When Amazon launched its Kindle Unlimited $9.99-a-month book subscription program in July, we decided to give it a whirl. For three months (the required minimum sign-up), most of our e-books were sold exclusively on KU. Results? An uptick in profits, but not enough to re-up for. As of this weekend, Boom-Books can be purchased on Smashwords, iTunes, ARe/OmniLit, and Kindle Limited, as well as the nonexclusive $8.99-a-month book subscription service Scribd, with Kobo, Nook, and others soon to follow.
Several factors besides money influenced the move. First: the ethical dilemma. More than one author has admitted: I hate Amazon, but I use it. So does economist Paul Krugman in today’s New York Times. Krugman, though, doesn’t just hate Amazon. He fears it, and believes it should be reined in: “Amazon.com, the giant online retailer, has too much power, and it uses that power in ways that hurt America.”
Second: the practical dilemma. Amazon already has taken a controlling position in the book industry (as Krugman notes). The question is less Will the company achieve a monopoly? than What can be done about it? and, of course, How much does it matter? We already know that
- the tech revolution has whacked publishing like a tsunami;
- the medium is shaping the message, in too many ways to list here;
- as Peter Brantley pointed out years ago, the nature of 21st-century publishing is being determined by tech people, not book people.
If Amazon were reined in, would that bring back a Golden Age when a book is published for its content and prose quality rather than the author’s celebrity, and readers get suggestions from well-read bookstore clerks instead of from algorithms? Unlikely. What it probably would bring is the fast rise of Apple, Google, or some other online rival.
One Amazon innovation we find particularly disturbing is the honey pot. Perhaps inevitably, electronic publishing has shifted the definition of terms like royalty and even book sales from literal to metaphoric. Amazon exploits this shift by paying its exclusive authors not a fixed percentage of their books’ earnings, but a share in a pool of money established by Amazon. If you as an author enroll a book you’ve written in Kindle Unlimited or KDP Select (Amazon Prime), you get a payment whenever a subscriber borrows your book (KDPS) or reads past the first 10% (KU). Those exchanges between producer and consumer are not, strictly speaking, book sales. Your customers only “own” your book for as long as they stay in the program, i.e., continue to pay Amazon’s monthly subscription fee.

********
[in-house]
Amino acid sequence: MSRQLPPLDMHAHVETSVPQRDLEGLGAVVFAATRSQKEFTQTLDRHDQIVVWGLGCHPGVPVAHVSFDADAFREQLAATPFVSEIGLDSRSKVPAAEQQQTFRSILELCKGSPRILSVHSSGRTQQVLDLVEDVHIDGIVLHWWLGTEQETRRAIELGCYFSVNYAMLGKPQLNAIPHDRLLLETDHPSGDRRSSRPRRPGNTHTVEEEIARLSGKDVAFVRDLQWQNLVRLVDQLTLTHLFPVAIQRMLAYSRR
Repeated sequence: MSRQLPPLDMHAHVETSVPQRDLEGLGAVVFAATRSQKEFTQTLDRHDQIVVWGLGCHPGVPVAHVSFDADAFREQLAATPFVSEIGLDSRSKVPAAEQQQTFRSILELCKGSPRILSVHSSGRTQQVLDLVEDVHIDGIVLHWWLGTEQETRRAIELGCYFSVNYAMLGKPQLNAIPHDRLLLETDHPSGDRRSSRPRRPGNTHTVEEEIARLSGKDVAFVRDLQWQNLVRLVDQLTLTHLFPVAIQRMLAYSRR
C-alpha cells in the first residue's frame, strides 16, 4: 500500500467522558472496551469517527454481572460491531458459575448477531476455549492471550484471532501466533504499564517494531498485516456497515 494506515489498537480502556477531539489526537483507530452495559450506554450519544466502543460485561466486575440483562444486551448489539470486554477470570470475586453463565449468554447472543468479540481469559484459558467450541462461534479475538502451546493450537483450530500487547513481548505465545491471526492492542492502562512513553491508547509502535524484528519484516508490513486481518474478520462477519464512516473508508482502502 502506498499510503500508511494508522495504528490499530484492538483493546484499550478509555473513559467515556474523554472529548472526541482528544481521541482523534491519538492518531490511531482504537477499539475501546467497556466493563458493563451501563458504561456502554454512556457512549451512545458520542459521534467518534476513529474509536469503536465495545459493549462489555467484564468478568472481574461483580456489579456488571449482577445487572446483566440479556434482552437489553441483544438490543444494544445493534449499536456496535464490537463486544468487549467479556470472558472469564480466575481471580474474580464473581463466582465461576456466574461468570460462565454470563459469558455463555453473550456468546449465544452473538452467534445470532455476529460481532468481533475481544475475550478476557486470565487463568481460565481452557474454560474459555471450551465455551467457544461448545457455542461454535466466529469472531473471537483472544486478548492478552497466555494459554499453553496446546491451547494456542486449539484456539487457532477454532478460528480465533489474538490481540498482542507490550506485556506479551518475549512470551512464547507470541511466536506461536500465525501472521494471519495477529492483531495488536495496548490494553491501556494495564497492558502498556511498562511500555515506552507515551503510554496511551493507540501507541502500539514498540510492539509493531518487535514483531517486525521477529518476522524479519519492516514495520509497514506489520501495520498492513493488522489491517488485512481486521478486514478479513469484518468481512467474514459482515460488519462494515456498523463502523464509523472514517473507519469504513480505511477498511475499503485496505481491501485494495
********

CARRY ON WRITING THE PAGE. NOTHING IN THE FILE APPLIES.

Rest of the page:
Meanwhile, Amazon’s payments to you come from a discretionary fund which is not related to your book’s earnings. So far, the amount has been carefully kept above $1.50 per “borrow.” You might call these payments earnings, or bonuses, or (if you’re a cynic) bribes. Bottom line: Amazon has been investing $2-3 million a month to induce authors and small publishers to supply its subscribers with books. Most of the big publishers refuse to participate, so Amazon has to stock the pond somehow.
But what will happen once it’s full? The lure can be snatched away at any moment. Given that Amazon’s enormous revenues so far haven’t made it profitable, the company may well follow the same strategy as it did with audiobooks: once enough books are in the pipeline, change the payment structure. Amazon started by acquiring the entire vertical chain of audiobook creation and distribution, including buying Audible from Apple. Then its ACX production arm declared: From now on, instead of a 50-50 split, we’re taking 60% and giving you 40%. ACX users fiercely protested. Amazon predictably ignored them.
Serendipitously, as this blog “goes to press,” today’s Digital Book World has published Kobo President Michael Tamblyn’s “32 Notes on Amazon-Hachette-IndyAuthors,” a series of Tweets warning of exactly the scenario we’ve just described. As we noted here last November, Kobo has acted on its convictions: in partnership with the American Booksellers Association (ABA) and others, the IndieBound program lets readers buy e-books from Kobo online through their favorite independent bookstore, with a share of the proceeds going to the store. Next time you’re thinking of buying an e-book, check it out!